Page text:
In 2010, the USDA was renamed as Union Solidarity and Development Party (USDP) and participated in the national elections.  The military used to control the entire economy of the country through three organizations: Union of Myanmar Economic Holdings (UMEH), Myanmar Economic Cooperation (MEC) and Myanmar Investment Commission (MIC). One of the principle objectives of UMEH is to meet the basic needs of the military personnel and their families. On the other hand, MEC works to transfer all public sector funds to the private sector, and MIC handles all foreign investments in Myanmar.  (Salah, Yusuf 2009)


In between these political, social and economic developments, SLORC was dissolved and renamed as State Peace and Development Council (SPDC) in 1997 with leadership under Senior General Than Shwe. On its part, the Junta also took some initiatives in order to influence the people about its good spirit for reinstallation of democracy.  In 1993, the government had announced the formation of a national convention for a new constitution for the country. In 2003, the idea of the seven-point road map was got put forth, as mentioned earlier. However, all these efforts were very sporadic and insignificant in nature, and the slow pace on the part of the government only proved their reluctance for the restoration of democracy.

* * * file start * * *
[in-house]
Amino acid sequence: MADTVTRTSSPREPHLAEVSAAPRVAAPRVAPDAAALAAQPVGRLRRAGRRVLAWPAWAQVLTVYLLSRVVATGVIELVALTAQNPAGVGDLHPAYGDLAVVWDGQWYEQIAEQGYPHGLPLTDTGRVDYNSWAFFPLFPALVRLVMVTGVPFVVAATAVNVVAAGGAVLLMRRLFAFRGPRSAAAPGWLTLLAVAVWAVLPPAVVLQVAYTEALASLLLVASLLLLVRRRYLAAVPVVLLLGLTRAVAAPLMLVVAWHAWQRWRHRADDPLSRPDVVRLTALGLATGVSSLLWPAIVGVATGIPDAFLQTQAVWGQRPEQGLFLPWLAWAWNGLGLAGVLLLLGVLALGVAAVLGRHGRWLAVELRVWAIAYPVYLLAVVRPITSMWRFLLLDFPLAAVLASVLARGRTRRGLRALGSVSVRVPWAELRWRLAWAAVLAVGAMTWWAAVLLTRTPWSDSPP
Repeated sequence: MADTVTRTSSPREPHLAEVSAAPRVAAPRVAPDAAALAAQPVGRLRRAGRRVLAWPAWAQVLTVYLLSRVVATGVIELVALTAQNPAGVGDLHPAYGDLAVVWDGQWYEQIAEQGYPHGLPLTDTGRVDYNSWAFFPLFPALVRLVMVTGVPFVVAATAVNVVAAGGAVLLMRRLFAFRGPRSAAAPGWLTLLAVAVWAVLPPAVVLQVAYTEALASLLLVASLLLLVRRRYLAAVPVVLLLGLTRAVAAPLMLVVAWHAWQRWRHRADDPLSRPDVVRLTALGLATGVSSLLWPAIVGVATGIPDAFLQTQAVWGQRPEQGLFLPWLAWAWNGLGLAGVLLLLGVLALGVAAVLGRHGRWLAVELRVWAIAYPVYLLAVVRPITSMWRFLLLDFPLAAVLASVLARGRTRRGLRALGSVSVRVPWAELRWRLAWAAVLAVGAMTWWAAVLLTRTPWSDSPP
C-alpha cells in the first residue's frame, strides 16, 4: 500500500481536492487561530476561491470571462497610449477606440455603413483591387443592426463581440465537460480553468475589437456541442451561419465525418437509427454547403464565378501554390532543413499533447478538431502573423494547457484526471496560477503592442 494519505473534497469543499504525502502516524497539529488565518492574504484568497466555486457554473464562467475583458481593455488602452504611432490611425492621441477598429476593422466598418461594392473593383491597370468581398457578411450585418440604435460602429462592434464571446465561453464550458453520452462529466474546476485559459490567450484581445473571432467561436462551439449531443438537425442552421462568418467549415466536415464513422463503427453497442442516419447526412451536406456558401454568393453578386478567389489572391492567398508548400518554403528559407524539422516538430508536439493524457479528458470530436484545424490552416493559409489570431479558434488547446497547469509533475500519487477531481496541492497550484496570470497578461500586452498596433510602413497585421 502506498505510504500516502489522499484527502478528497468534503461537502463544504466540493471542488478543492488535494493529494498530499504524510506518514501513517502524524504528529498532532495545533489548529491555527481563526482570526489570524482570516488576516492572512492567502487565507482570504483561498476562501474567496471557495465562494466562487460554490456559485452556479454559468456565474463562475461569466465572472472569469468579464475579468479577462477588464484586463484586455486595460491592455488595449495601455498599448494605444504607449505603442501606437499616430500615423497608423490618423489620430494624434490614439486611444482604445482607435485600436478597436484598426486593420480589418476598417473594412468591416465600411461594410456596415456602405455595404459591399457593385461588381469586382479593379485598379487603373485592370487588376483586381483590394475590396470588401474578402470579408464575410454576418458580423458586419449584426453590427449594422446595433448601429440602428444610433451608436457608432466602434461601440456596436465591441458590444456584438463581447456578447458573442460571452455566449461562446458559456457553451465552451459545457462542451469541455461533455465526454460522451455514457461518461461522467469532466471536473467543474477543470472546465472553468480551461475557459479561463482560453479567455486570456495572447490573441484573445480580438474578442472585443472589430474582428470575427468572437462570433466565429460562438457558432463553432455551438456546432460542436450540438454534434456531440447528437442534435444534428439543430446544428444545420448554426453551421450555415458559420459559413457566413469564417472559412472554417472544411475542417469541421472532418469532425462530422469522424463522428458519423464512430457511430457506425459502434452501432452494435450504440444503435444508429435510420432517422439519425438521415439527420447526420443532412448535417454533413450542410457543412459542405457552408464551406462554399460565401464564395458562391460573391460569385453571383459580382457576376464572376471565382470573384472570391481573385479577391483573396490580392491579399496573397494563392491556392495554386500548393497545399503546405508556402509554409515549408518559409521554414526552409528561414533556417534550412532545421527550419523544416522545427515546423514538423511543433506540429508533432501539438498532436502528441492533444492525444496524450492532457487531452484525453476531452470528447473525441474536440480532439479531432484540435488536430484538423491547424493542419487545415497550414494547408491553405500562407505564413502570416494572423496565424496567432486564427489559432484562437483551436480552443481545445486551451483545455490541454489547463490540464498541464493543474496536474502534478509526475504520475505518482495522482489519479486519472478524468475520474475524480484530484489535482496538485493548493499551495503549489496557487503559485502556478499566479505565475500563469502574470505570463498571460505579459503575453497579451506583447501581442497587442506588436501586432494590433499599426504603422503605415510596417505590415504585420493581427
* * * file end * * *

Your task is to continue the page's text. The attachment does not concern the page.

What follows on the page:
In 2007, the third biggest movement was undertaken by the pro-democratic youth and volunteers since the 8-8-88 uprising, popularly known as the Saffron Revolution of 2007. Soon the monks took over the leadership of this movement until the SPDC destroyed it completely.


The Myanmar government faced intense international criticism for the brutal suppression of the Saffron Revolution. In order to divert the international attention, the SPDC decided to hold the National Convention on 3 September, 2007, which was according to them the first and second step towards democracy. The Junta declared that Myanmar should have a disciplined democracy under the leadership of the military, and should not encourage any rapid changes. It was reported that on 18 September 2007 the SPDC formed a 54-member drafting committee for the constitution- the third step towards democracy ( Maung, Myoe  2009).